For fun, I went to find out the total winnings from a £1 Goliath bet (total stake = £247) at the following odds; 2/1, 5/2, 3/1, 11/4, 6/4, 9/4, 9/2 and 4/1. The total return was a cool £247,971.94 if all 8 horses won!

You can find out the potential returns for the bets mentioned above on this Free Bet Calculator.

Super Goliath

You rarely hear about this particular bet but it involves 9 selections; 36 doubles, 84 trebles, 126 four-folds, 126 five-folds, 84 six-folds, 36 seven-folds, 9 eight-folds and 1 nine-fold for a total of 502 bets!

Permutation Bet

If you don’t fancy a £247 bet, you can mix n’ match to reduce your stake while still enjoying the possibility of a big win. For example, you could pick 4 horses and perm all the possible doubles; in this instance, you would be making 6 bets.

Another example would be choosing 8 selections but instead of going for a Goliath, you could decide to choose doubles and trebles only; this makes 84 bets instead of 247.


Forecast bets are extremely tricky as they involve predicting the exact finishing order in a race; usually the first 2 or first 3 places. The returns are calculated by computer software that looks at the starting price of the runners; the amount is usually declared to a £1 stake.

Straight Forecast

This is a basic bet where you try to predict the winner and runner-up in a race.

Reverse Forecast

This is a handy bet if you fancy two horses but don’t quite know the order they will finish in. A Reverse Forecast involves predicting the winner and runner-up in any order; it is effectively two Straight Forecasts; BA and AB so it is 2 separate bets.

Combination Forecast

This involves 3 selections with any 2 of the 3 to finish as winner and runner-up in any order; this is a total of 6 bets.

Straight Tricast

This is a very difficult bet to win as you are trying to predict the horses that will finish first, second and third in an exact order.

Combination Tricast

This involves picking 3 selections to finish first, second and third in any order for a total of 6 bets.

Hopefully, your head will stop spinning for long enough to go and pick your favourite horseracing bet. Best of luck!

Patrick Lynch

Patrick graduated from the National University of Ireland, Galway with an MA in Literature and Publishing but decided he would rather have the freedom of a freelance writer than be stuck in a publishing house all day. He has enjoyed this freedom since 2009 and has written thousands of articles on a variety of topics but sports betting is his passion. While his specialty is finding mismatches in obscure football leagues, he also likes to use his research skills to provide punters with detailed winning strategies in horse racing. You can check out his personal blog on or Twitter @pl1982 where he writes content to help small businesses achieve success.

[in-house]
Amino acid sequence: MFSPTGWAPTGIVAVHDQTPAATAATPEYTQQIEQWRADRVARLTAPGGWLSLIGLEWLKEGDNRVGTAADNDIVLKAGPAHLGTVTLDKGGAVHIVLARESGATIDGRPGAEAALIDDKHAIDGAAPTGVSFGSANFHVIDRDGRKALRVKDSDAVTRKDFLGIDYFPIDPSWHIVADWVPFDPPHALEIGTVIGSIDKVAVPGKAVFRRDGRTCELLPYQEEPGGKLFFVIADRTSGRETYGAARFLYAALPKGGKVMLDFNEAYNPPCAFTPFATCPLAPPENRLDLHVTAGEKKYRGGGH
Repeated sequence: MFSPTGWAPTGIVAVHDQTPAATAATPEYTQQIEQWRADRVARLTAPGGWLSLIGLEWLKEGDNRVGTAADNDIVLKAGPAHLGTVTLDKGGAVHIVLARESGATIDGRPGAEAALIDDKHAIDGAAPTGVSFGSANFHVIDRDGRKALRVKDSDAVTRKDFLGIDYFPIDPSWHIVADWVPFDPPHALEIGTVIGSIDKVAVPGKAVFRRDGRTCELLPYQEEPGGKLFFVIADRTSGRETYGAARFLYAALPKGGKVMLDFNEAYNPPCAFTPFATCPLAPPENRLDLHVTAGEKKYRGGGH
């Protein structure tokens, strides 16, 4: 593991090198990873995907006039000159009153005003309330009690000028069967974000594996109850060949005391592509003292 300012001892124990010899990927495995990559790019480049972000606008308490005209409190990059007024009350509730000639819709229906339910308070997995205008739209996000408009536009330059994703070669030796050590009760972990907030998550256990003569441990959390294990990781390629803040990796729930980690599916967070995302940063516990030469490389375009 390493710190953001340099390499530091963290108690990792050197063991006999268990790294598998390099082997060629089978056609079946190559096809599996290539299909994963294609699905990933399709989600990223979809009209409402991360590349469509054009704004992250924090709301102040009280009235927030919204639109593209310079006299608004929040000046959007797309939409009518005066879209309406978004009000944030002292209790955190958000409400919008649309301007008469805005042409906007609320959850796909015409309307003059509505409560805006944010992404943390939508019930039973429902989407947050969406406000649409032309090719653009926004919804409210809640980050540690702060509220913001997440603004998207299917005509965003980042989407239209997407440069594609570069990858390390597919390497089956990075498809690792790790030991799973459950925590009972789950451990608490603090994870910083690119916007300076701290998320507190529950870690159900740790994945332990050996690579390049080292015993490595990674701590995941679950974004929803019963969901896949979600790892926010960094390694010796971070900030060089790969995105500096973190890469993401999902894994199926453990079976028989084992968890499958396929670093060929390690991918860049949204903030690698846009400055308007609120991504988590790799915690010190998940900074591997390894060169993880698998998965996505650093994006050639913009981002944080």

1. The best bet of all is the ALPHA BET. This is 6 selections,the top 3 are a patient,the bottom 3 are another patient and the middle 4 are a Yankee .26 bets in total.
    Being an old boy I do a ten pence win and a twenty pence each way Accra..Total £3
    Have had plenty of wins with this.. I think this only available on line with Bet365 and in Coral Shops.

  2. A good List and explanation but what about the Round Robin bet which offers far better value than the Lucky 15.

  3. The round robin is a 3 selection wager consisting of 10 bets: 3 doubles, 1 treble and 3 up-and-down single stakes about pairs. This is an any to come if-cash bet that can be thought of as a trixie with 3 up-and-down single stakes about pairs added, also very similar to a patent.
    You need three goods bets and if possible odds of 4/1 or over as usually one win bet will return your stake as long as odds not too short. This gives great value.
    You often have to phone the bookie as not on their web pages but no problem to get on I use Bet365.
    Hope this helps.

  4. You can’t beat singles for long-term profit, but for those who love a multiple – as I do – the (win) Lucky 15 using a bookie who offers double odds on a single winner (Bet 365 or Bet Victor for me) gives you your stake back with a 7/1 winner whilst still giving you all the potential upside of big payout. Just had Myfiftythreedotcom finish second at a taken price of 20/1 after the first came in with Pacolita at 12s for guaranteed profit. Wish me luck on the remaining two (Little Stampy 11/4 and Jolly Red Jeanz 9/2).
    Fred’s offer three times your stake for a single winner, but don’t go BOG, which cost me £500 when three came in for me last year…they still restricted me lol.

  5. Very disappointing as most interest will be in the more exotic. The any to come bets and the double stakes about and if any profit guarentees can be incorporated. The William Hill press representative lost a small bet with a systems provider that they could back the winner of a race after it had been run on the dsa bet!